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Non-bank home loan lenders in Australia

Non-bank lenders include specialised finance providers, entirely online lenders or digital startups. Non-bank lender home loans often have lower rates than products from major banks.

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Name Interest Rate p.a. Comparison Rate p.a. Fees Monthly Payment
Principal & Interest20% min. depositOwner-occupier
Interest Rate
5.99%
Comparison Rate
5.90%
Fees
Application: $0
Ongoing: $0 p.a.
Monthly Payment
$2,998
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Principal & Interest40% min. depositOwner-occupierOffset account
Interest Rate
6.15%
Comparison Rate
6.40%
Fees
Application: $0
Ongoing: $248 p.a.
Monthly Payment
$3,050
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Principal & Interest20% min. depositOwner-occupierOffset account$750k+
Interest Rate
6.44%
Comparison Rate
6.58%
Fees
Application: $300
Ongoing: $10 per month
Monthly Payment
$3,144
Principal & Interest 3Y Fixed30% min. depositOwner-occupier
Interest Rate
5.99%
Comparison Rate
6.13%
Fees
Application: $0
Ongoing: $0 p.a.
Monthly Payment
$2,998
Go to site

Speak to a broker about your options

Principal & Interest40% min. depositOwner-occupierOffset account$500k to $750k
Interest Rate
6.44%
Comparison Rate
6.58%
Fees
Application: $300
Ongoing: $10 per month
Monthly Payment
$3,144
Principal & Interest20% min. depositInvestment
Interest Rate
6.29%
Comparison Rate
6.20%
Fees
Application: $0
Ongoing: $0 p.a.
Monthly Payment
$3,095
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Principal & Interest10% min. depositInvestmentOffset account
Interest Rate
6.19%
Comparison Rate
6.58%
Fees
Application: $0
Ongoing: $0 p.a.
Monthly Payment
$3,063
Go to site
Principal & Interest 5Y Fixed20% min. depositOwner-occupierMIn $300k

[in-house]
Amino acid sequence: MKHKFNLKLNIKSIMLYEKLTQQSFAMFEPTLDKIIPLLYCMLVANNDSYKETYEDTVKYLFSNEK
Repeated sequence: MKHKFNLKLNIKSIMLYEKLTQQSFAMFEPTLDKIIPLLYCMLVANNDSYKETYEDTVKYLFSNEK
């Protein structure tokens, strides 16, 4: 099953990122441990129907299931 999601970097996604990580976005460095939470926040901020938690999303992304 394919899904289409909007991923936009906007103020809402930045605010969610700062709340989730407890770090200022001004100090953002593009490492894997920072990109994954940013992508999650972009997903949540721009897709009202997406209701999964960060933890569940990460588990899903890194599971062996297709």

Interest Rate
6.79%
Comparison Rate
6.74%
Fees
Application: $300
Ongoing: $10 per month
Monthly Payment
$3,260
Principal & Interest10% min. depositOwner-occupierOffset account
Interest Rate
5.99%
Comparison Rate
6.51%
Fees
Application: $0
Ongoing: $0 p.a.
Monthly Payment
$2,998
Go to site
Principal & Interest20% min. depositOwner-occupierOffset accountup to $500k
Interest Rate
6.44%
Comparison Rate
6.58%
Fees
Application: $300
Ongoing: $10 per month
Monthly Payment
$3,144
Principal & Interest 3Y Fixed20% min. depositOwner-occupierMIn $300k
Interest Rate
6.54%
Comparison Rate
6.61%
Fees
Application: $300
Ongoing: $10 per month
Monthly Payment
$3,177
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How to compare a non-bank lender

These basic home loan comparison tips are true for non-bank lenders and any other financial institution.

  • Interest rates. A lower interest rate will always save you money – but remember, it's not the most important thing to consider.
  • Loan type. What type of loan do you need? You can get a fixed rate home loan or a variable rate one. You can also consider an interest-only repayment option, but most borrowers go for principal-and-interest repayments.
  • Loan fees. Fees on home loans matter less than the interest rate, but it's always good to avoid more fees if you can.